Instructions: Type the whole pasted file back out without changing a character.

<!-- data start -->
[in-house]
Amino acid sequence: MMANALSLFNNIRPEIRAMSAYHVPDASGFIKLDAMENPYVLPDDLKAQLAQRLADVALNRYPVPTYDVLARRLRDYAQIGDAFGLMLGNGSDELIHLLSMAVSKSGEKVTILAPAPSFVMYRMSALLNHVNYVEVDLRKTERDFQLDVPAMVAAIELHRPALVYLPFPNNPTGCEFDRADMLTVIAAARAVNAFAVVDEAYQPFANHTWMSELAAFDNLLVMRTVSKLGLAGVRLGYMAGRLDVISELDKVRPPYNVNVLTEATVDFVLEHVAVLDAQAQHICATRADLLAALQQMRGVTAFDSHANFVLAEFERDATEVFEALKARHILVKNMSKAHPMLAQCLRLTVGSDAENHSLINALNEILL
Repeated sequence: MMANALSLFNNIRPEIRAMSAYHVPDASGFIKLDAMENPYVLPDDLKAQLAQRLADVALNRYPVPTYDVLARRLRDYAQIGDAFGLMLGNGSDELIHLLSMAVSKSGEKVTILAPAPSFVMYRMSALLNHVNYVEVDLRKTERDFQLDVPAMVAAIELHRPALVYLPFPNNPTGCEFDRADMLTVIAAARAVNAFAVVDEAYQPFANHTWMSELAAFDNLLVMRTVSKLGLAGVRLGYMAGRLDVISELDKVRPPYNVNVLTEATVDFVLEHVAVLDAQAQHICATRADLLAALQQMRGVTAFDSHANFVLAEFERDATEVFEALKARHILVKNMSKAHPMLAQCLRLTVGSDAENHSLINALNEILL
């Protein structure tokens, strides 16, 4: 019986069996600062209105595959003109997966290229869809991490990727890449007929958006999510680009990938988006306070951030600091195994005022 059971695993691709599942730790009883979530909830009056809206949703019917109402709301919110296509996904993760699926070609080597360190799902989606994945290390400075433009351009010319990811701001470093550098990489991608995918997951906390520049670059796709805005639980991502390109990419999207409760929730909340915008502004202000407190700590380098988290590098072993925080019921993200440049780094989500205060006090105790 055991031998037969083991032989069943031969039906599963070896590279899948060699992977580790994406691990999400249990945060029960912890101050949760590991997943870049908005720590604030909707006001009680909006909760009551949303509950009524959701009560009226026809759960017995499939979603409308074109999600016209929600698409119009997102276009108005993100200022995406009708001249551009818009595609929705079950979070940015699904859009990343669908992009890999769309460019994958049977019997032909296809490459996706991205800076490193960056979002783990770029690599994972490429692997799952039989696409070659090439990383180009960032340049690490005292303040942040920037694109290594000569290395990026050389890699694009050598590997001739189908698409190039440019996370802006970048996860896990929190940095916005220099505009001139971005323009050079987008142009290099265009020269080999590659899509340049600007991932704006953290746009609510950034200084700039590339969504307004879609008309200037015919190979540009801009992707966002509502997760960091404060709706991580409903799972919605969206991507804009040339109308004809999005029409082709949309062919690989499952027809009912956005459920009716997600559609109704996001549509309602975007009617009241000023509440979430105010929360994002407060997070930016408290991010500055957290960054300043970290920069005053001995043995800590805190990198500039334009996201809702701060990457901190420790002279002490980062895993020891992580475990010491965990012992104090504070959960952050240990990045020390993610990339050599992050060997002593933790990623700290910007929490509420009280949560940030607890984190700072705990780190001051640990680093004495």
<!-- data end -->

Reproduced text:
[in-house]
Amino acid sequence: MMANALSLFNNIRPEIRAMSAYHVPDASGFIKLDAMENPYVLPDDLKAQLAQRLADVALNRYPVPTYDVLARRLRDYAQIGDAFGLMLGNGSDELIHLLSMAVSKSGEKVTILAPAPSFVMYRMSALLNHVNYVEVDLRKTERDFQLDVPAMVAAIELHRPALVYLPFPNNPTGCEFDRADMLTVIAAARAVNAFAVVDEAYQPFANHTWMSELAAFDNLLVMRTVSKLGLAGVRLGYMAGRLDVISELDKVRPPYNVNVLTEATVDFVLEHVAVLDAQAQHICATRADLLAALQQMRGVTAFDSHANFVLAEFERDATEVFEALKARHILVKNMSKAHPMLAQCLRLTVGSDAENHSLINALNEILL
Repeated sequence: MMANALSLFNNIRPEIRAMSAYHVPDASGFIKLDAMENPYVLPDDLKAQLAQRLADVALNRYPVPTYDVLARRLRDYAQIGDAFGLMLGNGSDELIHLLSMAVSKSGEKVTILAPAPSFVMYRMSALLNHVNYVEVDLRKTERDFQLDVPAMVAAIELHRPALVYLPFPNNPTGCEFDRADMLTVIAAARAVNAFAVVDEAYQPFANHTWMSELAAFDNLLVMRTVSKLGLAGVRLGYMAGRLDVISELDKVRPPYNVNVLTEATVDFVLEHVAVLDAQAQHICATRADLLAALQQMRGVTAFDSHANFVLAEFERDATEVFEALKARHILVKNMSKAHPMLAQCLRLTVGSDAENHSLINALNEILL
């Protein structure tokens, strides 16, 4: 019986069996600062209105595959003109997966290229869809991490990727890449007929958006999510680009990938988006306070951030600091195994005022 059971695993691709599942730790009883979530909830009056809206949703019917109402709301919110296509996904993760699926070609080597360190799902989606994945290390400075433009351009010319990811701001470093550098990489991608995918997951906390520049670059796709805005639980991502390109990419999207409760929730909340915008502004202000407190700590380098988290590098072993925080019921993200440049780094989500205060006090105790 055991031998037969083991032989069943031969039906599963070896590279899948060699992977580790994406691990999400249990945060029960912890101050949760590991997943870049908005720590604030909707006001009680909006909760009551949303509950009524959701009560009226026809759960017995499939979603409308074109999600016209929600698409119009997102276009108005993100200022995406009708001249551009818009595609929705079950979070940015699904859009990343669908992009890999769309460019994958049977019997032909296809490459996706991205800076490193960056979002783990770029690599994972490429692997799952039989696409070659090439990383180009960032340049690490005292303040942040920037694109290594000569290395990026050389890699694009050598590997001739189908698409190039440019996370802006970048996860896990929190940095916005220099505009001139971005323009050079987008142009290099265009020269080999590659899509340049600007991932704006953290746009609510950034200084700039590339969504307004879609008309200037015919190979540009801009992707966002509502997760960091404060709706991580409903799972919605969206991507804009040339109308004809999005029409082709949309062919690989499952027809009912956005459920009716997600559609109704996001549509309602975007009617009241000023509440979430105010929360994002407060997070930016408290991010500055957290960054300043970290920069005053001995043995800590805190990198500039334009996201809702701060990457901190420790002279002490980062895993020891992580475990010491965990012992104090504070959960952050240990990045020390993610990339050599992050060997002593933790990623700290910007929490509420009280949560940030607890984190700072705990780190001051640990680093004495």